(7) The dry, clean, pre-heated liner member 62 is installed within the mold cavity and the elastomer is poured around the liner portion;
(8) The mold is then heated to about 120° C. for about 45 minutes in a pre-cure step;
(9) The liner portion 62 and elastomeric outer portion 60 (now bonded together) are removed from the mold and allowed to cure at room temperature for 24-48 hours;
(10) The open end of the cushion member 48 or 50 is then trimmed in a lathe to a desired length; and
(11) The cushion member 48 or 50 is allowed to cure for an additional seven days.
In a typical embodiment, the inner cushion member 48 has an overall height of 0.5-0.6 inches and an outside diameter of 0.75-1.25 inches. A central bore 68 for receiving the king pin 38 is disposed through the center of the inner cushion member 48, the central bore 68 having a diameter slightly larger than that of the king pin 38. In such a typical embodiment, the outer cushion member 50 has an overall height of 0.35-0.60 inches and outside diameter of 0.75-1.25 inches. Like the inner cushion member 48, the outer cushion member 50 has a central bore 70 for receiving the king pin 38, the central bore 70 having a diameter slightly larger than that of the king pin.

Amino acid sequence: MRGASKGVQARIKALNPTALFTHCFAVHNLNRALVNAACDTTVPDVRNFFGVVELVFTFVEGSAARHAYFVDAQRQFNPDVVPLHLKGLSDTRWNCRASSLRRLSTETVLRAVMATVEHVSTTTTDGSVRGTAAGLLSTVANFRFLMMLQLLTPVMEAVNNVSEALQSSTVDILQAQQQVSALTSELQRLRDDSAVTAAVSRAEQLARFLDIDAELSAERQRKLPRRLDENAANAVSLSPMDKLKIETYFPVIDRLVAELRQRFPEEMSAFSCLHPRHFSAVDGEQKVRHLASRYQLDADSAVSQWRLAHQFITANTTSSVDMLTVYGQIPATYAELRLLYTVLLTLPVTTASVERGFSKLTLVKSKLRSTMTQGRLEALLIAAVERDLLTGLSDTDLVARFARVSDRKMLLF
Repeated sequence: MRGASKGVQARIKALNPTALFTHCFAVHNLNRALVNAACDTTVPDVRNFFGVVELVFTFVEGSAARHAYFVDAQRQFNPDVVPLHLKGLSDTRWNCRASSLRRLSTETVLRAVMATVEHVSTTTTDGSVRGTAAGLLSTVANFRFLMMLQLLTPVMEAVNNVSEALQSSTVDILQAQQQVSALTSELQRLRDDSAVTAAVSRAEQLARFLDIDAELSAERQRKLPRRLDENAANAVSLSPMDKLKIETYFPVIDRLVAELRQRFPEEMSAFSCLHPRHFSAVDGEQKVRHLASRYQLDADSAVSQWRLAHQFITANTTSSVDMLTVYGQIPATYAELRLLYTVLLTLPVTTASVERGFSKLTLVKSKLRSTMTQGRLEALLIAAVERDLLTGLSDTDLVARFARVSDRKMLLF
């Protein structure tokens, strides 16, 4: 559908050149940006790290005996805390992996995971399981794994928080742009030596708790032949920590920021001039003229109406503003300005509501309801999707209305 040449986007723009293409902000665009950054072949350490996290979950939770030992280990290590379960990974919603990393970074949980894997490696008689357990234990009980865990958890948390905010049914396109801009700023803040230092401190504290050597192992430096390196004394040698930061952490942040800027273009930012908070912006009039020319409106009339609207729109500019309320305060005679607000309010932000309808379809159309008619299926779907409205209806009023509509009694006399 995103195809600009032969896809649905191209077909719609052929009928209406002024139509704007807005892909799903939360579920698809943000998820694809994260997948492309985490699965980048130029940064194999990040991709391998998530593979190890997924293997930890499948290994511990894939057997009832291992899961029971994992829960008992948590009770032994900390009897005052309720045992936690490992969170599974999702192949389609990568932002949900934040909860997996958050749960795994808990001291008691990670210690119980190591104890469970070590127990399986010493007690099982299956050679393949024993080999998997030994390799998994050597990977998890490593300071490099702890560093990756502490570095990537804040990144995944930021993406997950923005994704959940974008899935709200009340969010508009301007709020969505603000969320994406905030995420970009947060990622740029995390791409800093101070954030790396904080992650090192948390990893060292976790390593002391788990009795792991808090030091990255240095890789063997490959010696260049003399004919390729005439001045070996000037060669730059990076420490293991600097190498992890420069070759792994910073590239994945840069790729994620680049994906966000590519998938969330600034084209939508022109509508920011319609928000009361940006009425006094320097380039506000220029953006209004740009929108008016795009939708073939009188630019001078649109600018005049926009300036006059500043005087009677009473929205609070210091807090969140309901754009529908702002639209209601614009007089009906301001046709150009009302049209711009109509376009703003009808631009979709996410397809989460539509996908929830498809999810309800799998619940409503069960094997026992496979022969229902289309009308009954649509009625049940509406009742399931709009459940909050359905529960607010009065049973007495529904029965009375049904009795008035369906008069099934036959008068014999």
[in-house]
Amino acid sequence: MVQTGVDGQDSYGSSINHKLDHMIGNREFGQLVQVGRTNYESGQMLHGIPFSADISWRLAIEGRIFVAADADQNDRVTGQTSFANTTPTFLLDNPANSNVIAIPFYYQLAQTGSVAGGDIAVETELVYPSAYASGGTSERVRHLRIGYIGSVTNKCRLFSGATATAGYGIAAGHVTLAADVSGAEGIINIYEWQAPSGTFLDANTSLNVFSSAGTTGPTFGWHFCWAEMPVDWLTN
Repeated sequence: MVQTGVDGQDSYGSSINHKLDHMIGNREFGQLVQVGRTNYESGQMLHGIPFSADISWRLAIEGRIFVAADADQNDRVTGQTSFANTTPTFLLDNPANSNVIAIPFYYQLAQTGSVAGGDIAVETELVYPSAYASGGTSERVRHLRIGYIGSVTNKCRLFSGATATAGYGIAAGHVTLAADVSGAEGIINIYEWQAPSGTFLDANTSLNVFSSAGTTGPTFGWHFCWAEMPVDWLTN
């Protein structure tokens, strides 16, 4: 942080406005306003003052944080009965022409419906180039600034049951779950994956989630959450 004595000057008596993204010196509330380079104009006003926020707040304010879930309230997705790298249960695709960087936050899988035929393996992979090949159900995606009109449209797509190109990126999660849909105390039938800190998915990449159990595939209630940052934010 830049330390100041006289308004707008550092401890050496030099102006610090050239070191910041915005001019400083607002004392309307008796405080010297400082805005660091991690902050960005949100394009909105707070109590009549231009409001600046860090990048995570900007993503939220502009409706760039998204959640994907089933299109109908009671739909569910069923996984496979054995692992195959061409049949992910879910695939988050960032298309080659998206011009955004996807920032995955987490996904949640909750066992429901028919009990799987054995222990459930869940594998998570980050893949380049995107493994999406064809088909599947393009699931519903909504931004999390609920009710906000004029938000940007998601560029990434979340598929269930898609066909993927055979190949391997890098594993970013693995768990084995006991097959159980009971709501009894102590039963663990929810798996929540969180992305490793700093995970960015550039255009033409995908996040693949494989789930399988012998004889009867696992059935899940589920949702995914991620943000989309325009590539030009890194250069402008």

In the typical embodiments discussed in the previous paragraph, both the inner cushion member 48 and the outer cushion member 50 have liner portions 62 which comprise a tubular moiety 64 and a flange moiety 66. The tubular moiety 64 has an overall height of 8-12 mm and an inside diameter of 8-12 mm. The flange moiety 66 of each liner portion is typically 4-6 mm in width. Both the tubular moiety 64 and the flange moiety 66 are 2-3 mm in thickness.